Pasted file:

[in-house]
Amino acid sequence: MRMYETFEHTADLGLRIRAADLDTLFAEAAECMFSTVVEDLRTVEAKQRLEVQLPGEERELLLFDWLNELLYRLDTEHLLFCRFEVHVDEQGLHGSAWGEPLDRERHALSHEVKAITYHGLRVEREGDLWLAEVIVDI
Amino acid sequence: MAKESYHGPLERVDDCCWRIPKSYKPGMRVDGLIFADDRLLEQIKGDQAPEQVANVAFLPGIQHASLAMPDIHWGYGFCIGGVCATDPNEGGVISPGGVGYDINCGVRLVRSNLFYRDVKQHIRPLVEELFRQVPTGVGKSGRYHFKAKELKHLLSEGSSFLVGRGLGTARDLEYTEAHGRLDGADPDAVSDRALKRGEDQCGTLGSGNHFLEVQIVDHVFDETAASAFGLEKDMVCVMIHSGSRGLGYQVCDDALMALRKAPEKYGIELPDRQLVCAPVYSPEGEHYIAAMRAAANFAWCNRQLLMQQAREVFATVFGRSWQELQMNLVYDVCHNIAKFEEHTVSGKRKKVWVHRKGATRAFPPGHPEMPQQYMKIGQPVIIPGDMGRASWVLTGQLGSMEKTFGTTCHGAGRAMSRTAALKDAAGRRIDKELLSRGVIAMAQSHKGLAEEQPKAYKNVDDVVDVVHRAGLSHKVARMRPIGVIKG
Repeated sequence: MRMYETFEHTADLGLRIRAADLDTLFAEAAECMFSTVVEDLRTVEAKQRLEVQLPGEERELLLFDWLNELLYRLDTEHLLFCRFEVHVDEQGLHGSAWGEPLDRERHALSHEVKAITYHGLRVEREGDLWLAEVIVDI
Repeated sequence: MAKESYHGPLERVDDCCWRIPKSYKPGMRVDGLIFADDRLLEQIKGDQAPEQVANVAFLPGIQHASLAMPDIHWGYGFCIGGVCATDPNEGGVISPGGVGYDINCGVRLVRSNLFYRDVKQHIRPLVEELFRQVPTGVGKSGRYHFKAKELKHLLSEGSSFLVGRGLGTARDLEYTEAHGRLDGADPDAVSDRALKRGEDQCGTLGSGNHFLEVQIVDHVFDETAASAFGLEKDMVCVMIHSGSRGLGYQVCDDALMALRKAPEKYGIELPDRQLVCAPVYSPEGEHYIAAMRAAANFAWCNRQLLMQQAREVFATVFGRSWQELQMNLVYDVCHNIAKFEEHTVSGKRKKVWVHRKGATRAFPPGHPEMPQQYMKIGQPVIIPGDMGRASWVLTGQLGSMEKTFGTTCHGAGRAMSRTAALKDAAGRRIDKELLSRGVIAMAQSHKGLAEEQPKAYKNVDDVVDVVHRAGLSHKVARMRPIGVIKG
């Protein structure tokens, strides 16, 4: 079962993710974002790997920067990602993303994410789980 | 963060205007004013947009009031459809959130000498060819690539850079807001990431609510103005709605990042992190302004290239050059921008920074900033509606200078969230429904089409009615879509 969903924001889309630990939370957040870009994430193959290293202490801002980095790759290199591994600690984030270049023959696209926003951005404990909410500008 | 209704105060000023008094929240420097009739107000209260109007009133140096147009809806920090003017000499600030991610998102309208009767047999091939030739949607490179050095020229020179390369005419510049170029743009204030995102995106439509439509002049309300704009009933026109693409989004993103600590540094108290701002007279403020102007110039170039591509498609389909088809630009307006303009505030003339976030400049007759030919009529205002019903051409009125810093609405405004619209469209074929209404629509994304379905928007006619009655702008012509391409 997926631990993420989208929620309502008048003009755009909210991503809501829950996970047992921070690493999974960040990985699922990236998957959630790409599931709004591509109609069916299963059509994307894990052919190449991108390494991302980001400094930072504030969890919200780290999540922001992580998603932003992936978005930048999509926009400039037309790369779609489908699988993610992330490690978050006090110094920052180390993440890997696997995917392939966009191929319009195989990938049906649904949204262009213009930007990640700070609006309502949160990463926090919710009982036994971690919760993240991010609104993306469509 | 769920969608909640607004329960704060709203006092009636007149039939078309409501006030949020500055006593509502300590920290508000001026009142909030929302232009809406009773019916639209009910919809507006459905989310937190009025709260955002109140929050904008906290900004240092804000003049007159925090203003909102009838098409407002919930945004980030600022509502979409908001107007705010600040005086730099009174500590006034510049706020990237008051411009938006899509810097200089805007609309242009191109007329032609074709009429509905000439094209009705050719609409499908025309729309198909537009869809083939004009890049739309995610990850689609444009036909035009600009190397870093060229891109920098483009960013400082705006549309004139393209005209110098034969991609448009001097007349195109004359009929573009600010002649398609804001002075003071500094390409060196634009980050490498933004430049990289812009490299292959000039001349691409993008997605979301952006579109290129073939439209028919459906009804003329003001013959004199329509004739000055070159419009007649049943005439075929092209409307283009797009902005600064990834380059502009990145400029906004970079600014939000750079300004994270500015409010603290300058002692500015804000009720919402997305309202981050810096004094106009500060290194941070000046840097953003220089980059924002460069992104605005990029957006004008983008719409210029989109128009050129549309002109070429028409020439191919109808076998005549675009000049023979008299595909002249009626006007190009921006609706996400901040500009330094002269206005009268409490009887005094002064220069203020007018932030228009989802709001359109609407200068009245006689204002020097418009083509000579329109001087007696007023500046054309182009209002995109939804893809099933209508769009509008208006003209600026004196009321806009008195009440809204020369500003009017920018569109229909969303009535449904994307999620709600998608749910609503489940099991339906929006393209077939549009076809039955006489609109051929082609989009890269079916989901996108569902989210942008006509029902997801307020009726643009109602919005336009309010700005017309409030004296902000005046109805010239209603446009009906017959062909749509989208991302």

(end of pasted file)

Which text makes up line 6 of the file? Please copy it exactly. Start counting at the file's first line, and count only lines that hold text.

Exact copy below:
């Protein structure tokens, strides 16, 4: 079962993710974002790997920067990602993303994410789980 | 963060205007004013947009009031459809959130000498060819690539850079807001990431609510103005709605990042992190302004290239050059921008920074900033509606200078969230429904089409009615879509 969903924001889309630990939370957040870009994430193959290293202490801002980095790759290199591994600690984030270049023959696209926003951005404990909410500008 | 209704105060000023008094929240420097009739107000209260109007009133140096147009809806920090003017000499600030991610998102309208009767047999091939030739949607490179050095020229020179390369005419510049170029743009204030995102995106439509439509002049309300704009009933026109693409989004993103600590540094108290701002007279403020102007110039170039591509498609389909088809630009307006303009505030003339976030400049007759030919009529205002019903051409009125810093609405405004619209469209074929209404629509994304379905928007006619009655702008012509391409 997926631990993420989208929620309502008048003009755009909210991503809501829950996970047992921070690493999974960040990985699922990236998957959630790409599931709004591509109609069916299963059509994307894990052919190449991108390494991302980001400094930072504030969890919200780290999540922001992580998603932003992936978005930048999509926009400039037309790369779609489908699988993610992330490690978050006090110094920052180390993440890997696997995917392939966009191929319009195989990938049906649904949204262009213009930007990640700070609006309502949160990463926090919710009982036994971690919760993240991010609104993306469509 | 769920969608909640607004329960704060709203006092009636007149039939078309409501006030949020500055006593509502300590920290508000001026009142909030929302232009809406009773019916639209009910919809507006459905989310937190009025709260955002109140929050904008906290900004240092804000003049007159925090203003909102009838098409407002919930945004980030600022509502979409908001107007705010600040005086730099009174500590006034510049706020990237008051411009938006899509810097200089805007609309242009191109007329032609074709009429509905000439094209009705050719609409499908025309729309198909537009869809083939004009890049739309995610990850689609444009036909035009600009190397870093060229891109920098483009960013400082705006549309004139393209005209110098034969991609448009001097007349195109004359009929573009600010002649398609804001002075003071500094390409060196634009980050490498933004430049990289812009490299292959000039001349691409993008997605979301952006579109290129073939439209028919459906009804003329003001013959004199329509004739000055070159419009007649049943005439075929092209409307283009797009902005600064990834380059502009990145400029906004970079600014939000750079300004994270500015409010603290300058002692500015804000009720919402997305309202981050810096004094106009500060290194941070000046840097953003220089980059924002460069992104605005990029957006004008983008719409210029989109128009050129549309002109070429028409020439191919109808076998005549675009000049023979008299595909002249009626006007190009921006609706996400901040500009330094002269206005009268409490009887005094002064220069203020007018932030228009989802709001359109609407200068009245006689204002020097418009083509000579329109001087007696007023500046054309182009209002995109939804893809099933209508769009509008208006003209600026004196009321806009008195009440809204020369500003009017920018569109229909969303009535449904994307999620709600998608749910609503489940099991339906929006393209077939549009076809039955006489609109051929082609989009890269079916989901996108569902989210942008006509029902997801307020009726643009109602919005336009309010700005017309409030004296902000005046109805010239209603446009009906017959062909749509989208991302």